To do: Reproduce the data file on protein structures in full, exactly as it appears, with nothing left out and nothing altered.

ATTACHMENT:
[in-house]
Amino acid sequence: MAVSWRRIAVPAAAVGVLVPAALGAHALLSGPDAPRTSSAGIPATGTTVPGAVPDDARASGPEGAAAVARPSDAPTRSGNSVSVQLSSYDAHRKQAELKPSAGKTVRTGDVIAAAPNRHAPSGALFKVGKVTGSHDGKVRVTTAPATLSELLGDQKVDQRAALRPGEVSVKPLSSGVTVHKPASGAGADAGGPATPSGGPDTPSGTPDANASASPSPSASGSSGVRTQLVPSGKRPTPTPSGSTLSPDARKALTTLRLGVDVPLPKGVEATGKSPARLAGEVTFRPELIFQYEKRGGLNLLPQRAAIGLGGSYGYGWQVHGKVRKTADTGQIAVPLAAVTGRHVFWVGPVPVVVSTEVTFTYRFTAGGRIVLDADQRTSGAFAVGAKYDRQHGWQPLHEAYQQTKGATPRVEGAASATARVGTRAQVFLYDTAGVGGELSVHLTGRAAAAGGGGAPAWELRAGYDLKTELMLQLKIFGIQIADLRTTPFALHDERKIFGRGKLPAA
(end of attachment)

[in-house]
Amino acid sequence: MAVSWRRIAVPAAAVGVLVPAALGAHALLSGPDAPRTSSAGIPATGTTVPGAVPDDARASGPEGAAAVARPSDAPTRSGNSVSVQLSSYDAHRKQAELKPSAGKTVRTGDVIAAAPNRHAPSGALFKVGKVTGSHDGKVRVTTAPATLSELLGDQKVDQRAALRPGEVSVKPLSSGVTVHKPASGAGADAGGPATPSGGPDTPSGTPDANASASPSPSASGSSGVRTQLVPSGKRPTPTPSGSTLSPDARKALTTLRLGVDVPLPKGVEATGKSPARLAGEVTFRPELIFQYEKRGGLNLLPQRAAIGLGGSYGYGWQVHGKVRKTADTGQIAVPLAAVTGRHVFWVGPVPVVVSTEVTFTYRFTAGGRIVLDADQRTSGAFAVGAKYDRQHGWQPLHEAYQQTKGATPRVEGAASATARVGTRAQVFLYDTAGVGGELSVHLTGRAAAAGGGGAPAWELRAGYDLKTELMLQLKIFGIQIADLRTTPFALHDERKIFGRGKLPAA